are required in order to capture Lupin. It would come across as a more lighthearted
with Lupin and Zenigata attempting to one-up each other.
Lupin the 3rd Episode 0: First Contact is an action-packed adventure from
start to finish. The plot thickens throughout the show with constant twists, turns,
disguises, and double-crosses. This DVD serves as a great diving-in point for new
Lupin fans. All of the characters are properly introduced and given enough screen
time for viewers to become familiar with their personalities. The nuances and character
relationships are also quickly established such as Fujiko flirting with Lupin's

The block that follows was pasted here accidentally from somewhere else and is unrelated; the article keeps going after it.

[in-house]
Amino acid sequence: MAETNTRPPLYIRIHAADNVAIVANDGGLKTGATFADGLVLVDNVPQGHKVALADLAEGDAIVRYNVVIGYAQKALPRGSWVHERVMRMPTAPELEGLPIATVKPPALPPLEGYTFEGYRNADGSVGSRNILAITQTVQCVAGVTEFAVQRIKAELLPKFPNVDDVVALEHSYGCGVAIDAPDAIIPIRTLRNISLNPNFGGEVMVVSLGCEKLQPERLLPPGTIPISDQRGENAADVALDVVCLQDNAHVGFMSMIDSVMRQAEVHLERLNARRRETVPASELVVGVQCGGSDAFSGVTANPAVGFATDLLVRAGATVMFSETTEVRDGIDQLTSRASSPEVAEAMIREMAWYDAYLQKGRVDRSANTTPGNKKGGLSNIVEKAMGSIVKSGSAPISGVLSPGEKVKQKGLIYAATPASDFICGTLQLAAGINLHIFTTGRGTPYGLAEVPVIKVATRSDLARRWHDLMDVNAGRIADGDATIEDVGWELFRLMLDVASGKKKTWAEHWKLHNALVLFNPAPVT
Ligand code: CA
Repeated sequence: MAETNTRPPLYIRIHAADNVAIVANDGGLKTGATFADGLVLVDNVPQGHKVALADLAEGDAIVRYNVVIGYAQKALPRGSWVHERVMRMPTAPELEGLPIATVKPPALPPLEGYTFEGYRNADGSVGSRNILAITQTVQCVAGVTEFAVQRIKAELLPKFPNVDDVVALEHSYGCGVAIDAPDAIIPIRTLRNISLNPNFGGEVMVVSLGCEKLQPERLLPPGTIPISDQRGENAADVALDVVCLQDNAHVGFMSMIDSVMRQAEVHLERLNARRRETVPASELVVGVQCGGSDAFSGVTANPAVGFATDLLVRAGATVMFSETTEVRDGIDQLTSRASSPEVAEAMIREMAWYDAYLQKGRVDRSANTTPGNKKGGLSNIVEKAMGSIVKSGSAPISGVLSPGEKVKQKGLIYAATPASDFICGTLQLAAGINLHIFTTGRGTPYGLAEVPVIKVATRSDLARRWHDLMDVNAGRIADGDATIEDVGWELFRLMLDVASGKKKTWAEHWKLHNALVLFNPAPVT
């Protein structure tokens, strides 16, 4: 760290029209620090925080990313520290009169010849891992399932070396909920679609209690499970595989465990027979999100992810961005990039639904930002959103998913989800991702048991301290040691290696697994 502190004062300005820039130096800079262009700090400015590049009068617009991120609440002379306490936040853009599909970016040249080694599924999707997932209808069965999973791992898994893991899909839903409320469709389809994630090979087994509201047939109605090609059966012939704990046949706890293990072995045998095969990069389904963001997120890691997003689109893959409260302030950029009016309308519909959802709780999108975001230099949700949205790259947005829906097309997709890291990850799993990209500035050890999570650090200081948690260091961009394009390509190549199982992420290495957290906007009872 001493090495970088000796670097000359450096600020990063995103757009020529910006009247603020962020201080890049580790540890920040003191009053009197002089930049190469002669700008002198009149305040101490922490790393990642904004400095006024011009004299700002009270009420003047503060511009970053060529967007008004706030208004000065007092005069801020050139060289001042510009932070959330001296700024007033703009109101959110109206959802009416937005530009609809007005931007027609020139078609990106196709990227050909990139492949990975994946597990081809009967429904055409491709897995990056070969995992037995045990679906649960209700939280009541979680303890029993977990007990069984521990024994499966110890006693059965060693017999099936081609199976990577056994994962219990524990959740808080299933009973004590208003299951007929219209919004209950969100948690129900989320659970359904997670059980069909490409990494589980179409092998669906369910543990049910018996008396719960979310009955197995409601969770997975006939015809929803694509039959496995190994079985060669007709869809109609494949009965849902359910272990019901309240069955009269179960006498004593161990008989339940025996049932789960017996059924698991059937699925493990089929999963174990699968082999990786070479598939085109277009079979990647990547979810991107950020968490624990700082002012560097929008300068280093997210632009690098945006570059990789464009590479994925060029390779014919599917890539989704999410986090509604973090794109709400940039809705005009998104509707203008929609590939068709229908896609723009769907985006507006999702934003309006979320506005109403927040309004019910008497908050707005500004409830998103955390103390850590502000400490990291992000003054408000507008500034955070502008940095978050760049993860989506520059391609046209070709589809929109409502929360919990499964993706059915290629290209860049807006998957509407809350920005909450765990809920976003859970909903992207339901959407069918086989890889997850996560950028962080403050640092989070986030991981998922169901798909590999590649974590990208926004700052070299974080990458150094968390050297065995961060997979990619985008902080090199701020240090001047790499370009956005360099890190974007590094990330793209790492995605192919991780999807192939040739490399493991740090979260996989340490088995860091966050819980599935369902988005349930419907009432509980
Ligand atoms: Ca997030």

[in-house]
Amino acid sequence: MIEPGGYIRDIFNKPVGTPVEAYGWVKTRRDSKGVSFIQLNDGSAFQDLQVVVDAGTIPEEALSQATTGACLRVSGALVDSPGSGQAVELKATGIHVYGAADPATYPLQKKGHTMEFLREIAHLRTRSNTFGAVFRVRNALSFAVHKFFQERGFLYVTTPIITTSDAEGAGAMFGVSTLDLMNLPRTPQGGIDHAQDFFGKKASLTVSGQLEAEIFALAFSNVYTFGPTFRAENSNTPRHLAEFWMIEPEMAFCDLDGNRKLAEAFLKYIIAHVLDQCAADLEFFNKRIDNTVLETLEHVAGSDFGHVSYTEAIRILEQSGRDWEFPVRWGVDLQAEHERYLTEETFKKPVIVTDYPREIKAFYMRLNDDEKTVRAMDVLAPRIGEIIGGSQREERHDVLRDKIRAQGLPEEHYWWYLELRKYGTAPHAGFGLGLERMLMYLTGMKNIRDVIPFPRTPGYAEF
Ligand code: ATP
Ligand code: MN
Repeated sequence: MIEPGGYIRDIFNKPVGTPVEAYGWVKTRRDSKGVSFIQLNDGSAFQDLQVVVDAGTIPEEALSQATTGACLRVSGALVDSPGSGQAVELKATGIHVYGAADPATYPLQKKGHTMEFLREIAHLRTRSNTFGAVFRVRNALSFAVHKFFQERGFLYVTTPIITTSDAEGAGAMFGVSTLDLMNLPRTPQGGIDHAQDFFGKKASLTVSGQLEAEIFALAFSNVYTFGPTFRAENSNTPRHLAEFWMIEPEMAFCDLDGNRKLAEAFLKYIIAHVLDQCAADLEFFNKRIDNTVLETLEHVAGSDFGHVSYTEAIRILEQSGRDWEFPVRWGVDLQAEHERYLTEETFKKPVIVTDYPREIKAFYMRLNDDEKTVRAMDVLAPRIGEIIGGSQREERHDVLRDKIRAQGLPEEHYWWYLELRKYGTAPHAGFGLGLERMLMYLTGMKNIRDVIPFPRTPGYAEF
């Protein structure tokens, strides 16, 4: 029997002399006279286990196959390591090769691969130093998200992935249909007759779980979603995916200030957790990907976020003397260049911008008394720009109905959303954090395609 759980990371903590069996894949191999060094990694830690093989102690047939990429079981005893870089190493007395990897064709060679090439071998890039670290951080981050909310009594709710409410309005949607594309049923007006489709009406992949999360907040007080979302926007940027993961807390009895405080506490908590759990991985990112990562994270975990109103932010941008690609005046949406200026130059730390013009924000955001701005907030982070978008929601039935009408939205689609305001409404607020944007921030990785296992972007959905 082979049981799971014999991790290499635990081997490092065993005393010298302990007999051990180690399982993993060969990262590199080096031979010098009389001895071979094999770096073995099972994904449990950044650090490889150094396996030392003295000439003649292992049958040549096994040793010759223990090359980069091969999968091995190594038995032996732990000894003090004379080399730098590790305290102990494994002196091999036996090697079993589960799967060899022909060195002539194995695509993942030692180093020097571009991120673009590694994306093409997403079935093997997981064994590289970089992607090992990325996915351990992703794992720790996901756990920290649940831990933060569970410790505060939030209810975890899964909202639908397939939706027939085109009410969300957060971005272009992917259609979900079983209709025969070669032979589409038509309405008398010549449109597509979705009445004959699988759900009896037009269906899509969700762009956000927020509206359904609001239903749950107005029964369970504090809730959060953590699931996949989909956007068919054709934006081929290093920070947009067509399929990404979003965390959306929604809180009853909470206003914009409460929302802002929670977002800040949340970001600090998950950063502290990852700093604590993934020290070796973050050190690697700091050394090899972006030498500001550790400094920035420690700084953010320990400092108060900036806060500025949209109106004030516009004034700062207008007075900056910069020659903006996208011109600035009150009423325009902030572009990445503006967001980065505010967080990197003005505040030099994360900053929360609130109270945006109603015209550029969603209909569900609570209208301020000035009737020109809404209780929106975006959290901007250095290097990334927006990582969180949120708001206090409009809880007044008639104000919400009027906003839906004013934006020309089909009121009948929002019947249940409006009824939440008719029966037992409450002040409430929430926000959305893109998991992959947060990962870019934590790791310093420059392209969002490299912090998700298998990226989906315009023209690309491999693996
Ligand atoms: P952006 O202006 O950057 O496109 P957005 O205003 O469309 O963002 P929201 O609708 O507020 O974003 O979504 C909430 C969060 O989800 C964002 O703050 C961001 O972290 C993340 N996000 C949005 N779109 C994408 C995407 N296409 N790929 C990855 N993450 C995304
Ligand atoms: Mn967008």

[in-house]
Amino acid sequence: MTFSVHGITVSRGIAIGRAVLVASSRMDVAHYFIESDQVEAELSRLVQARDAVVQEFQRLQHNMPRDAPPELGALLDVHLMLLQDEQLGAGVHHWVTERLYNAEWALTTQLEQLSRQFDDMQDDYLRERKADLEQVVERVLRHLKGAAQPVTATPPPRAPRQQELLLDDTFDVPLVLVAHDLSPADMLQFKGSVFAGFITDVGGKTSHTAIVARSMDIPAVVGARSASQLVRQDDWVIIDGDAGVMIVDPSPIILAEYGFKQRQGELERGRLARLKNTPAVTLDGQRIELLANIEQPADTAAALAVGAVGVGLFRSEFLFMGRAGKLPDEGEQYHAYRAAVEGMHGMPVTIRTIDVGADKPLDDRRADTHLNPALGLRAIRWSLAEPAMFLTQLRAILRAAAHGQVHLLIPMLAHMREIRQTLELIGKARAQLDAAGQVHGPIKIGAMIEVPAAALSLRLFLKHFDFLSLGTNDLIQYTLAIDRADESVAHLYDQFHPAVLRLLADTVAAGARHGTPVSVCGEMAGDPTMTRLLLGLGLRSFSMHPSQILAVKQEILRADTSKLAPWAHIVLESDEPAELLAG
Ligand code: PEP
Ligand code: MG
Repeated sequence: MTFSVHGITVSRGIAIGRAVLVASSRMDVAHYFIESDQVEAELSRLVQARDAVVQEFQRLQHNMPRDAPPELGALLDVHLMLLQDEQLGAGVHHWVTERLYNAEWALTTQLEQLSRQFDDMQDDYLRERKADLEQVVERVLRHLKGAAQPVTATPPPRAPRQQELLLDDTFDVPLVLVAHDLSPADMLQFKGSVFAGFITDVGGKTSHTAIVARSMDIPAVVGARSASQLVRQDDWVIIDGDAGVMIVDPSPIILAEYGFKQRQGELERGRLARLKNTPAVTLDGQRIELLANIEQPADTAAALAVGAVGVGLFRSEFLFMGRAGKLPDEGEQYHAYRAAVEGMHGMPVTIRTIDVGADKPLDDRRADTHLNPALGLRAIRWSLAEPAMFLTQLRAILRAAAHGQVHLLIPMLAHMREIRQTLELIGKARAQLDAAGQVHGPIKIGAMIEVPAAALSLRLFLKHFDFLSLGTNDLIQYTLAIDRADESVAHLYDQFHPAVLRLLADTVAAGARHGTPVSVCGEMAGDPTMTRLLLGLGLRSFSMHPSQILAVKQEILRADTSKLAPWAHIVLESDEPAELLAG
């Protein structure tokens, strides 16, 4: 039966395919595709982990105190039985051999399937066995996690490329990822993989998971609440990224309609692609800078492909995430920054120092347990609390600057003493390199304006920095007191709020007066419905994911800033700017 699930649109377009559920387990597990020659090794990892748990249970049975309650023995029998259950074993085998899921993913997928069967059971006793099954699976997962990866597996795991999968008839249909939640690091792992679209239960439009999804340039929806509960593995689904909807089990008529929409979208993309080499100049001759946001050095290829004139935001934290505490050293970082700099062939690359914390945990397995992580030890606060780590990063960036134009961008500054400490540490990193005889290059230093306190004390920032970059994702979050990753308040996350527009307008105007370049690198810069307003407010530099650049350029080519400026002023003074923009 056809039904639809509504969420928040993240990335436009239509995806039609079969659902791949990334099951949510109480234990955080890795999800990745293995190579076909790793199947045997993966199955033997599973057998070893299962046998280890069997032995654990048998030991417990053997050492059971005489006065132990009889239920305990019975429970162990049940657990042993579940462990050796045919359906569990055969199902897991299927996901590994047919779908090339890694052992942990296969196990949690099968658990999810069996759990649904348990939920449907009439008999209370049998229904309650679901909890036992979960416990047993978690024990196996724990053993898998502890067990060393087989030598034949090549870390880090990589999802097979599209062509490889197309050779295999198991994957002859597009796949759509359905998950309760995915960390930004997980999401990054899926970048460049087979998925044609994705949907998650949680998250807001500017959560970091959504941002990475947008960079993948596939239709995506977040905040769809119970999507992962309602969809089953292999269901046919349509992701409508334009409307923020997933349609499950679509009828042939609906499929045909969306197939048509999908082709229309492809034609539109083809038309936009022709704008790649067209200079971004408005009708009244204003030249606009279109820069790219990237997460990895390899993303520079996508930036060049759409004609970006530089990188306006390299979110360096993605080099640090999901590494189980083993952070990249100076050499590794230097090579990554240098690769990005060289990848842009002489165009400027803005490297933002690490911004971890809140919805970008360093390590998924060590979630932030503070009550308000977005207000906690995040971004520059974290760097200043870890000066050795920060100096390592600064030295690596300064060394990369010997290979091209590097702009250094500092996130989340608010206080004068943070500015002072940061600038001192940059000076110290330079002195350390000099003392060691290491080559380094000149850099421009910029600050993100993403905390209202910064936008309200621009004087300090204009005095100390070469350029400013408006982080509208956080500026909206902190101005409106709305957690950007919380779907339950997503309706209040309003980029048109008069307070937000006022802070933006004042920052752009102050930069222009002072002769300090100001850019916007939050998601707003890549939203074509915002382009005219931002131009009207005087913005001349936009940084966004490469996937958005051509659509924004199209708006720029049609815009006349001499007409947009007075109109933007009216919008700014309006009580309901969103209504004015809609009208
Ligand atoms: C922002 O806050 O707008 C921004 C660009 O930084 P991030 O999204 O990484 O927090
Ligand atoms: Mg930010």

and acting as both his ally and foe. I'm guessing that the disguise trick is a hallmark
of this series since it is often used in Lupin's heists.
Sound: The only track included on this DVD is in Japanese 2.0. For stereo
sound the track is excellent; the voices and sound effects are good and clear. All
of the Japanese voice actors sound great, but as a dub fan, I wish that an English
language track would have been included.
Video: This television special initially aired in 2002 and is presented in
4:3 full frame. The video quality is quite good considering it's full frame and
was originally made for television. The image is pretty clear and I noticed no compression
artifacts. The art has a cool vintage look; however several of the scenes were a
bit too dark.
Extras: The extras include trailers, character sketches, and a commentary
by Nelson Reed who runs a Lupin
the 3rd fansite. The character sketches are interesting and there is even